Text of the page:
How Obama, Romney are spinning court's health-care ruling
Republicans and Democrats are putting their political spin on the US Supreme Court's historic and startling decision on the Affordable Care Act. As they head toward the presidential election, both Barack Obama and Mitt Romney have major challenges in interpreting the law.
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USA Today has done a good job of fact-checking the points of contention (and spin) on the court’s ruling.Skip to next paragraph
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Obama’s assertion that “nearly 13 million of you will receive a rebate from your insurance company because it spent too much on things like administrative costs and CEO bonuses and not enough on your health care?” That’s overreach, USA Today’s scrutinizing finds, since “most of these rebates will go to employers, not individuals.”
Romney’s claim that “Obamacare is a job-killer?”
“Claims about the health care law killing jobs are overblown…. It's true that the amount of labor in the economy would be reduced by ‘a small amount,’ about half a percent, according to the [nonpartisan] Congressional Budget Office. That currently equals about 675,000 jobs. But the jobs would not be lost or killed. Most of those workers would have the ‘financial resources’ – because of the subsidies provided by the law – to retire or reduce their hours, the CBO says.”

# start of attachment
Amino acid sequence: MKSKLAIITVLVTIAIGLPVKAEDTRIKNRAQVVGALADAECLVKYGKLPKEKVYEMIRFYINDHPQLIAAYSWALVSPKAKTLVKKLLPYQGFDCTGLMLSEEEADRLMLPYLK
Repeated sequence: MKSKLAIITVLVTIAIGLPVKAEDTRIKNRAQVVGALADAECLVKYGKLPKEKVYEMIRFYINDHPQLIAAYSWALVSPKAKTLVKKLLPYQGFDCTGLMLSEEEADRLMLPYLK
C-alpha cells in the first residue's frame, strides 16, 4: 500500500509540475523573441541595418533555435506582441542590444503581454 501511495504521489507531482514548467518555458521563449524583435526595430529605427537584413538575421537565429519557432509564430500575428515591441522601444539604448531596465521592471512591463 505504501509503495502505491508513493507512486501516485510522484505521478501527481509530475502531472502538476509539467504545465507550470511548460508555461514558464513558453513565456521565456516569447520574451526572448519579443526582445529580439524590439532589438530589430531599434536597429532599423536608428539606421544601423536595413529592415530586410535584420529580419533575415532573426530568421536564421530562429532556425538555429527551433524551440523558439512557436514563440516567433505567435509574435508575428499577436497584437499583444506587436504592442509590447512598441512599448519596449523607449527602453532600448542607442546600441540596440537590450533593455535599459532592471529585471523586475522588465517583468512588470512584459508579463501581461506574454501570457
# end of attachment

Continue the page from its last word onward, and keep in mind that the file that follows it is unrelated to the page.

What’s not subject to dispute (although they surely can be spun) are the latest poll figures on how Americans feel about what the high court’s just done in upholding government-mandated health care insurance.
“Consistently, a majority of voters said that they oppose the individual mandate (53 percent); believe taxes will increase (52 percent); believe their personal health-care costs will increase (56 percent); and disapprove of Obama’s handling of health care in general (58 percent),” reports Newsweek’s Daily Beast. “Only 24 percent of those polled said that they believe the ruling will make the country better off.”
A USA Today/Gallup Poll finds a similar split with a slim majority wanting part or all of the law repealed.
That’s a problem for Obama, who has a major selling job to do.
For Romney, the problem is being forced to talk about health care (and his own “Romneycare” legacy) when he’d rather focus on the economy. And of other polling showing majority support for key elements of the ACA
• Sixty-one percent of respondents favored allowing young adults to stay on their parents’ insurance plans until age 26.
• Seventy-two percent of respondents wish to maintain the requirement that companies with more than 50 workers provide health insurance for their employees.
• Eighty-two percent of respondents favored banning insurance companies from denying coverage to people with pre-existing conditions.
At the moment, Romney and congressional Republicans have no detailed plan for preserving those popular features once they’ve “repealed Obamacare on day one.”